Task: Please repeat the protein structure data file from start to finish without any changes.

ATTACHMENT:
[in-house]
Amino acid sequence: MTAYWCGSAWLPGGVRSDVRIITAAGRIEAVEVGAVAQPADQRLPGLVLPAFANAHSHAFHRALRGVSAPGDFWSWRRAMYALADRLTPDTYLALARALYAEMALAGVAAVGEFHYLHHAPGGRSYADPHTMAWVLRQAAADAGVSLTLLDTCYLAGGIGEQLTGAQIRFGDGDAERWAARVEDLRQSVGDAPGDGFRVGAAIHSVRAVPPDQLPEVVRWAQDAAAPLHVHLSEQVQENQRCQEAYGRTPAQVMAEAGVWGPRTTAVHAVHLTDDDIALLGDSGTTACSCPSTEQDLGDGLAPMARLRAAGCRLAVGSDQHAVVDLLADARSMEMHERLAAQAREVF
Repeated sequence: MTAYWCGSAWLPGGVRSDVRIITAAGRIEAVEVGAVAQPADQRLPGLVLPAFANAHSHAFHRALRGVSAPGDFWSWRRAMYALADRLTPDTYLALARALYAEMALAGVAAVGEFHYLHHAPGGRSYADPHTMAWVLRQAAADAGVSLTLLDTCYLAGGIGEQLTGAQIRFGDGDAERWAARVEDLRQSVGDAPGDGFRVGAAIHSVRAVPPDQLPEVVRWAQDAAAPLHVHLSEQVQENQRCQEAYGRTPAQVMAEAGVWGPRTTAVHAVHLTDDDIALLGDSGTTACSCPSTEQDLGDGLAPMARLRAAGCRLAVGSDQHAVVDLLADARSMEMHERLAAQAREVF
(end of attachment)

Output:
[in-house]
Amino acid sequence: MTAYWCGSAWLPGGVRSDVRIITAAGRIEAVEVGAVAQPADQRLPGLVLPAFANAHSHAFHRALRGVSAPGDFWSWRRAMYALADRLTPDTYLALARALYAEMALAGVAAVGEFHYLHHAPGGRSYADPHTMAWVLRQAAADAGVSLTLLDTCYLAGGIGEQLTGAQIRFGDGDAERWAARVEDLRQSVGDAPGDGFRVGAAIHSVRAVPPDQLPEVVRWAQDAAAPLHVHLSEQVQENQRCQEAYGRTPAQVMAEAGVWGPRTTAVHAVHLTDDDIALLGDSGTTACSCPSTEQDLGDGLAPMARLRAAGCRLAVGSDQHAVVDLLADARSMEMHERLAAQAREVF
Repeated sequence: MTAYWCGSAWLPGGVRSDVRIITAAGRIEAVEVGAVAQPADQRLPGLVLPAFANAHSHAFHRALRGVSAPGDFWSWRRAMYALADRLTPDTYLALARALYAEMALAGVAAVGEFHYLHHAPGGRSYADPHTMAWVLRQAAADAGVSLTLLDTCYLAGGIGEQLTGAQIRFGDGDAERWAARVEDLRQSVGDAPGDGFRVGAAIHSVRAVPPDQLPEVVRWAQDAAAPLHVHLSEQVQENQRCQEAYGRTPAQVMAEAGVWGPRTTAVHAVHLTDDDIALLGDSGTTACSCPSTEQDLGDGLAPMARLRAAGCRLAVGSDQHAVVDLLADARSMEMHERLAAQAREVF